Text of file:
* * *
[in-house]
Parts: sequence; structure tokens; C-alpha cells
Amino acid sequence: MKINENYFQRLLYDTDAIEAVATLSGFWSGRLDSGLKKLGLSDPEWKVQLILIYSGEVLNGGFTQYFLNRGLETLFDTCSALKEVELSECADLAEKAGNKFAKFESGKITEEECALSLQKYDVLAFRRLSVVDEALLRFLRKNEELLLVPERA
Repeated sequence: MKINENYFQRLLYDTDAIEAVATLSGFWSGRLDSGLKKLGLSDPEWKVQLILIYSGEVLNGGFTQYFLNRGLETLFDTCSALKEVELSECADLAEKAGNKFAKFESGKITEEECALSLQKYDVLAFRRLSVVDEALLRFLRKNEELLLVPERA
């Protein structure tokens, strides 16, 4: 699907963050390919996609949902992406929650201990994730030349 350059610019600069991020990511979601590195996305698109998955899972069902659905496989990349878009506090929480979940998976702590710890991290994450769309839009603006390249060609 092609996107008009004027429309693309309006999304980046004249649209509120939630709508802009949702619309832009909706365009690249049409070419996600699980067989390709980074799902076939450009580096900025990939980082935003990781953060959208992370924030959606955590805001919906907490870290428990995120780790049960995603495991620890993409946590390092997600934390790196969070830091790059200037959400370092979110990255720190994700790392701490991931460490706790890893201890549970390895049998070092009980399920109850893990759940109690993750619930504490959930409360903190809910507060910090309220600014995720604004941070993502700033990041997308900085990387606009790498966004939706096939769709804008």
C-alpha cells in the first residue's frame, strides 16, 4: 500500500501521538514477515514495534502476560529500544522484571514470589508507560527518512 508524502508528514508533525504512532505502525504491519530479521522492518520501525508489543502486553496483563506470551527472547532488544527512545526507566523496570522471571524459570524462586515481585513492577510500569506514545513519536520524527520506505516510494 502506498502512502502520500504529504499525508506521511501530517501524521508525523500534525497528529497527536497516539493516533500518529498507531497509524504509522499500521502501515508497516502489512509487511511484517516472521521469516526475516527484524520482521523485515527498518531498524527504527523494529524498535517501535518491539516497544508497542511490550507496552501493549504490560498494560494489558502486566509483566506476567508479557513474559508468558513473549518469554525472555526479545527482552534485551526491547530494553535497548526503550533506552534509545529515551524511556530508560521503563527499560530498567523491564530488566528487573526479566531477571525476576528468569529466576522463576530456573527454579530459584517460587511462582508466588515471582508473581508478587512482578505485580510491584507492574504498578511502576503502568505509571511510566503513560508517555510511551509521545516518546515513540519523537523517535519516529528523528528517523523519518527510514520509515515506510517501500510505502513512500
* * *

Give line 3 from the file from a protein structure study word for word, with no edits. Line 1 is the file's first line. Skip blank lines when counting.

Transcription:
Amino acid sequence: MKINENYFQRLLYDTDAIEAVATLSGFWSGRLDSGLKKLGLSDPEWKVQLILIYSGEVLNGGFTQYFLNRGLETLFDTCSALKEVELSECADLAEKAGNKFAKFESGKITEEECALSLQKYDVLAFRRLSVVDEALLRFLRKNEELLLVPERA